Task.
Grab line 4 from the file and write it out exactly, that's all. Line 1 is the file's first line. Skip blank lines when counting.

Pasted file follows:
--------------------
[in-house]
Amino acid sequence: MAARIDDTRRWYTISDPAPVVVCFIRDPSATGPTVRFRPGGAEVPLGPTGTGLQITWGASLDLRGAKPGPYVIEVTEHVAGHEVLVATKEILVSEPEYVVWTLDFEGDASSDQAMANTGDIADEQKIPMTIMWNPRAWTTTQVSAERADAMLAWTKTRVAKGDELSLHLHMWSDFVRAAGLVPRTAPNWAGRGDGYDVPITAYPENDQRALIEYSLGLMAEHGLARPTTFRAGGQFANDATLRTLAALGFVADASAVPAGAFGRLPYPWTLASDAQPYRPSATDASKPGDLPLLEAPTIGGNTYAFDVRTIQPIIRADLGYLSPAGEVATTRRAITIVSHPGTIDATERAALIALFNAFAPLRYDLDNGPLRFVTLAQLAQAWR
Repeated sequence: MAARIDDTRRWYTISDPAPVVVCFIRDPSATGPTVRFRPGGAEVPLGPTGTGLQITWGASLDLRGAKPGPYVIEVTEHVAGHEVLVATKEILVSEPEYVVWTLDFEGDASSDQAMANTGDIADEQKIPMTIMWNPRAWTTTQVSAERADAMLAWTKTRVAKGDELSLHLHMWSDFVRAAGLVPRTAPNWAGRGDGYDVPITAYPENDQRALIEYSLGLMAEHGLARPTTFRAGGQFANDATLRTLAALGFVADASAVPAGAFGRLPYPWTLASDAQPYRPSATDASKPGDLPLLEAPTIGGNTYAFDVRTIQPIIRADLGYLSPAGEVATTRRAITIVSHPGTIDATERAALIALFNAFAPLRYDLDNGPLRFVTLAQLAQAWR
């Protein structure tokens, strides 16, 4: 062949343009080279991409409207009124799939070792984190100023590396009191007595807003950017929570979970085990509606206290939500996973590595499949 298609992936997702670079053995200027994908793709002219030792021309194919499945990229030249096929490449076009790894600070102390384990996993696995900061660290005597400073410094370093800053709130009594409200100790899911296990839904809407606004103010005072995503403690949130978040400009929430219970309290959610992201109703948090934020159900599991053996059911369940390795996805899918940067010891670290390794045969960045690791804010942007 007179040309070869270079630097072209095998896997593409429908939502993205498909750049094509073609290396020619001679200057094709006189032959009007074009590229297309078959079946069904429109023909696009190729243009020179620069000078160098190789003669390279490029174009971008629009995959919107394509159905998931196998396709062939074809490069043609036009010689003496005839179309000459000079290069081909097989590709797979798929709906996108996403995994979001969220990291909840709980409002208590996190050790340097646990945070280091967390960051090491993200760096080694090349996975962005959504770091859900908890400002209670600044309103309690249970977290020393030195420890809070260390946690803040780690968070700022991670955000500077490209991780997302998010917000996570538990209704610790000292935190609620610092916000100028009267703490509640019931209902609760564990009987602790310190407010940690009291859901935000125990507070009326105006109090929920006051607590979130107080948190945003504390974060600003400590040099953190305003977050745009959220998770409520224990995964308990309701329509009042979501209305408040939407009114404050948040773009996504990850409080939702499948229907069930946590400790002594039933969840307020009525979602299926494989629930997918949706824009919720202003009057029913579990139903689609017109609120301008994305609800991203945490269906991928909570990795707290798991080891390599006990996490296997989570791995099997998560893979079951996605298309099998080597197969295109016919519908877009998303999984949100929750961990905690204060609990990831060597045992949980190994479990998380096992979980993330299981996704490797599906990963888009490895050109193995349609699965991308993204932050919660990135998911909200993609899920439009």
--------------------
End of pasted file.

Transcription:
């Protein structure tokens, strides 16, 4: 062949343009080279991409409207009124799939070792984190100023590396009191007595807003950017929570979970085990509606206290939500996973590595499949 298609992936997702670079053995200027994908793709002219030792021309194919499945990229030249096929490449076009790894600070102390384990996993696995900061660290005597400073410094370093800053709130009594409200100790899911296990839904809407606004103010005072995503403690949130978040400009929430219970309290959610992201109703948090934020159900599991053996059911369940390795996805899918940067010891670290390794045969960045690791804010942007 007179040309070869270079630097072209095998896997593409429908939502993205498909750049094509073609290396020619001679200057094709006189032959009007074009590229297309078959079946069904429109023909696009190729243009020179620069000078160098190789003669390279490029174009971008629009995959919107394509159905998931196998396709062939074809490069043609036009010689003496005839179309000459000079290069081909097989590709797979798929709906996108996403995994979001969220990291909840709980409002208590996190050790340097646990945070280091967390960051090491993200760096080694090349996975962005959504770091859900908890400002209670600044309103309690249970977290020393030195420890809070260390946690803040780690968070700022991670955000500077490209991780997302998010917000996570538990209704610790000292935190609620610092916000100028009267703490509640019931209902609760564990009987602790310190407010940690009291859901935000125990507070009326105006109090929920006051607590979130107080948190945003504390974060600003400590040099953190305003977050745009959220998770409520224990995964308990309701329509009042979501209305408040939407009114404050948040773009996504990850409080939702499948229907069930946590400790002594039933969840307020009525979602299926494989629930997918949706824009919720202003009057029913579990139903689609017109609120301008994305609800991203945490269906991928909570990795707290798991080891390599006990996490296997989570791995099997998560893979079951996605298309099998080597197969295109016919519908877009998303999984949100929750961990905690204060609990990831060597045992949980190994479990998380096992979980993330299981996704490797599906990963888009490895050109193995349609699965991308993204932050919660990135998911909200993609899920439009």